Forum for Science, Industry and Business

Sponsored by:     3M 
Search our Site:


New study to find cause of ex-PM’s hand disease


A crippling condition that can result in sufferers losing their fingers is to be investigated by scientists in one of the most detailed studies into the genetic causes of the disease ever carried out.

Dupuytren’s disease or contracture, a condition that affects the hands and sometimes the feet and penis, occurs gradually, beginning with a small, sometimes tender lump in the palm.

Over time, tough bands of tissue or cords can form that force the fingers, most commonly the small and ring fingers, to curl towards the palm.

The only treatment currently available to sufferers, including former British Prime Minister Lady Thatcher, is surgical removal of the excess tissue growth, which provides some respite from the onset of the disease.

But scientists at The University of Manchester want to look at the genetic influences behind the disease in the hope that a cure can be developed.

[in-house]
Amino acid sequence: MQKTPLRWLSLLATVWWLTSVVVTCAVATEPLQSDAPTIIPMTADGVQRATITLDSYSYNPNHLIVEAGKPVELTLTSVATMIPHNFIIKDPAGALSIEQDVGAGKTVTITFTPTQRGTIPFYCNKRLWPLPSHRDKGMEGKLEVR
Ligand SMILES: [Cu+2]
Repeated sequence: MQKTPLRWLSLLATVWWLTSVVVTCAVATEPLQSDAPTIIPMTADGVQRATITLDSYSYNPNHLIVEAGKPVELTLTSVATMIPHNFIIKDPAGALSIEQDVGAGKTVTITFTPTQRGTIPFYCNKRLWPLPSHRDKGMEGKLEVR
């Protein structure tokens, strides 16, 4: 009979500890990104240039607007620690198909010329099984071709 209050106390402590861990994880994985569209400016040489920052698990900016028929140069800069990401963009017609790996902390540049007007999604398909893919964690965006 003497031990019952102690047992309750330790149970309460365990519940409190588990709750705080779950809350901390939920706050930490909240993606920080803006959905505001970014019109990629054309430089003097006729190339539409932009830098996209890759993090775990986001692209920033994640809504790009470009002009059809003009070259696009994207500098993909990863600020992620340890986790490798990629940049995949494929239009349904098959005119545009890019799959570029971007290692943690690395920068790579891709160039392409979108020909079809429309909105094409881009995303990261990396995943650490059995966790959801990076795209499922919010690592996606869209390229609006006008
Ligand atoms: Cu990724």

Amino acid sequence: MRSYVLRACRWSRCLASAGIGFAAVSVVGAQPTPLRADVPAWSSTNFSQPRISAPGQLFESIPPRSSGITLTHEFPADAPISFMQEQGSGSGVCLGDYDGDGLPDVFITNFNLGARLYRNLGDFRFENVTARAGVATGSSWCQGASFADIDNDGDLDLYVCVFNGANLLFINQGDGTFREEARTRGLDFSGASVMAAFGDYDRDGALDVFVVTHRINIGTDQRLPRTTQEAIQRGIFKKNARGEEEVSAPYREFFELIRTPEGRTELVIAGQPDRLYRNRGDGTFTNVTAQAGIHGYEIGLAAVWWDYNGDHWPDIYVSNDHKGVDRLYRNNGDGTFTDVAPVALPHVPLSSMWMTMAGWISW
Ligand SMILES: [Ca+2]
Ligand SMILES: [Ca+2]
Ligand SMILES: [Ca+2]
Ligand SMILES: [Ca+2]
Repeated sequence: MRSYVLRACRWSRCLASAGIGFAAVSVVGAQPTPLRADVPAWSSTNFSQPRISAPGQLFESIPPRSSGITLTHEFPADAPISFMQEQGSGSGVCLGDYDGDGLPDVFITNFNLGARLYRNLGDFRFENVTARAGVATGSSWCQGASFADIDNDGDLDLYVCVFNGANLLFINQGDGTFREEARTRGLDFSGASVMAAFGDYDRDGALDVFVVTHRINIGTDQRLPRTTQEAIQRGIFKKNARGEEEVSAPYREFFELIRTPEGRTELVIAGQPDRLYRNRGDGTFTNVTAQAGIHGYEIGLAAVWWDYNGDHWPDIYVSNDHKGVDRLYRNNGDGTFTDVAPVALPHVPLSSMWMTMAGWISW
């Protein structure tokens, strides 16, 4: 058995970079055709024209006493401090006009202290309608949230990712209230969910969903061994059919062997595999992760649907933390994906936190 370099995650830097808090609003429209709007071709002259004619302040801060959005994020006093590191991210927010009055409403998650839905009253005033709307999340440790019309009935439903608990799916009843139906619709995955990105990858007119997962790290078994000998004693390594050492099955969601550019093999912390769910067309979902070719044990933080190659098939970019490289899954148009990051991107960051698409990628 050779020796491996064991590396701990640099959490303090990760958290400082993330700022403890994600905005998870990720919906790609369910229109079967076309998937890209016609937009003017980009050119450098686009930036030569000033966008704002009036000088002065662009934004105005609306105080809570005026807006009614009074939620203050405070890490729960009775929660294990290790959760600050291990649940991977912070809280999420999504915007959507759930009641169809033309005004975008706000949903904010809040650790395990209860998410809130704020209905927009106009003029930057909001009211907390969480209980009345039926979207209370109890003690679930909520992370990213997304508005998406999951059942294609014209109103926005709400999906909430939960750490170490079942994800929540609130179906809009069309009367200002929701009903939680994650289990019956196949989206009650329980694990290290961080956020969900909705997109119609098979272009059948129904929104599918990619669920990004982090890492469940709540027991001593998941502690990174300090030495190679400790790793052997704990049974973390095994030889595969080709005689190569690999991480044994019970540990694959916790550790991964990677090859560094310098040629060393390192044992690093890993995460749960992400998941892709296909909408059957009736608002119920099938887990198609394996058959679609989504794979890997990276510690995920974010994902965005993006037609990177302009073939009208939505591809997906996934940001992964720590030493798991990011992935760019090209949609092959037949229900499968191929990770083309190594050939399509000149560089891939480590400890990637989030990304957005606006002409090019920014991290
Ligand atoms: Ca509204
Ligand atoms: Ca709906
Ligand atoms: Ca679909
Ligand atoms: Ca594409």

“Some of the characteristics of the condition are very peculiar,” said Dr Ardeshir Bayat, the academic surgeon within the University’s Centre for Integrated Genomic Medical Research who is leading the research.

“It mainly affects people of north European or Scandinavian descent and runs in families, so we know there is a genetic link involved.

“We have already identified a couple of genes that contribute to the disease but we want to extend that research to look at the entire human gene map or genome.”

Named after Baron Dupuytren, the 19th Century French surgeon who first described it, the disease can affect both sexes but is most prevalent amongst men over the age of 40.

In the UK and the US, epidemiological studies have suggested that Dupuytren’s disease can affect between five and 15% of men over the age of 50.

“We’re interested in finding the cause of the disease by understanding the way it develops, its pathogenesis; only then will we be able to look for a potential cure,” said Dr Bayat.